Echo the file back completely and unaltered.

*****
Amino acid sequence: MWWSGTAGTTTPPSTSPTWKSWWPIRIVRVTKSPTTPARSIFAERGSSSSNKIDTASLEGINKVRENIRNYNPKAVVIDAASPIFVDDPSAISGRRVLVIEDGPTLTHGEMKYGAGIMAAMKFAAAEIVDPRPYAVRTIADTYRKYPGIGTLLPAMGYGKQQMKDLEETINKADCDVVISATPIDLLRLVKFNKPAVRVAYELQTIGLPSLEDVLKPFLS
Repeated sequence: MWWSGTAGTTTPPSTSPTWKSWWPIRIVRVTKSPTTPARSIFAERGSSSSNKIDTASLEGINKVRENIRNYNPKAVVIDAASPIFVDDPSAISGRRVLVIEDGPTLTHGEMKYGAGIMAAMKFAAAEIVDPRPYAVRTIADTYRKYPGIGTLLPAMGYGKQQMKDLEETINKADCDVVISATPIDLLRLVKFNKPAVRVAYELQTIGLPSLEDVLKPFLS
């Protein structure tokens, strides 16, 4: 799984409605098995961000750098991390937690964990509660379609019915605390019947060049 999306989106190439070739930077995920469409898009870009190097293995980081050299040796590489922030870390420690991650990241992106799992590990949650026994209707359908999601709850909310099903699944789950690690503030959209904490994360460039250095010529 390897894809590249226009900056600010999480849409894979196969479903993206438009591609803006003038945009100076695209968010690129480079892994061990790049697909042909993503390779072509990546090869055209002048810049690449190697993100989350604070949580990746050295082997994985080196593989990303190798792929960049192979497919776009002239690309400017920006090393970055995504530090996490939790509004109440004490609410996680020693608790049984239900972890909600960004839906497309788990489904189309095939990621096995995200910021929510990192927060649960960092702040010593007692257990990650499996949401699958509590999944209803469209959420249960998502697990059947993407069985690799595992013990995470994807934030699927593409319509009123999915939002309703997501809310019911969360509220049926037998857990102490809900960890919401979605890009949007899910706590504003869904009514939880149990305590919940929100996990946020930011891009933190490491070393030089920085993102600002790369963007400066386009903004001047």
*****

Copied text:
Amino acid sequence: MWWSGTAGTTTPPSTSPTWKSWWPIRIVRVTKSPTTPARSIFAERGSSSSNKIDTASLEGINKVRENIRNYNPKAVVIDAASPIFVDDPSAISGRRVLVIEDGPTLTHGEMKYGAGIMAAMKFAAAEIVDPRPYAVRTIADTYRKYPGIGTLLPAMGYGKQQMKDLEETINKADCDVVISATPIDLLRLVKFNKPAVRVAYELQTIGLPSLEDVLKPFLS
Repeated sequence: MWWSGTAGTTTPPSTSPTWKSWWPIRIVRVTKSPTTPARSIFAERGSSSSNKIDTASLEGINKVRENIRNYNPKAVVIDAASPIFVDDPSAISGRRVLVIEDGPTLTHGEMKYGAGIMAAMKFAAAEIVDPRPYAVRTIADTYRKYPGIGTLLPAMGYGKQQMKDLEETINKADCDVVISATPIDLLRLVKFNKPAVRVAYELQTIGLPSLEDVLKPFLS
């Protein structure tokens, strides 16, 4: 799984409605098995961000750098991390937690964990509660379609019915605390019947060049 999306989106190439070739930077995920469409898009870009190097293995980081050299040796590489922030870390420690991650990241992106799992590990949650026994209707359908999601709850909310099903699944789950690690503030959209904490994360460039250095010529 390897894809590249226009900056600010999480849409894979196969479903993206438009591609803006003038945009100076695209968010690129480079892994061990790049697909042909993503390779072509990546090869055209002048810049690449190697993100989350604070949580990746050295082997994985080196593989990303190798792929960049192979497919776009002239690309400017920006090393970055995504530090996490939790509004109440004490609410996680020693608790049984239900972890909600960004839906497309788990489904189309095939990621096995995200910021929510990192927060649960960092702040010593007692257990990650499996949401699958509590999944209803469209959420249960998502697990059947993407069985690799595992013990995470994807934030699927593409319509009123999915939002309703997501809310019911969360509220049926037998857990102490809900960890919401979605890009949007899910706590504003869904009514939880149990305590919940929100996990946020930011891009933190490491070393030089920085993102600002790369963007400066386009903004001047």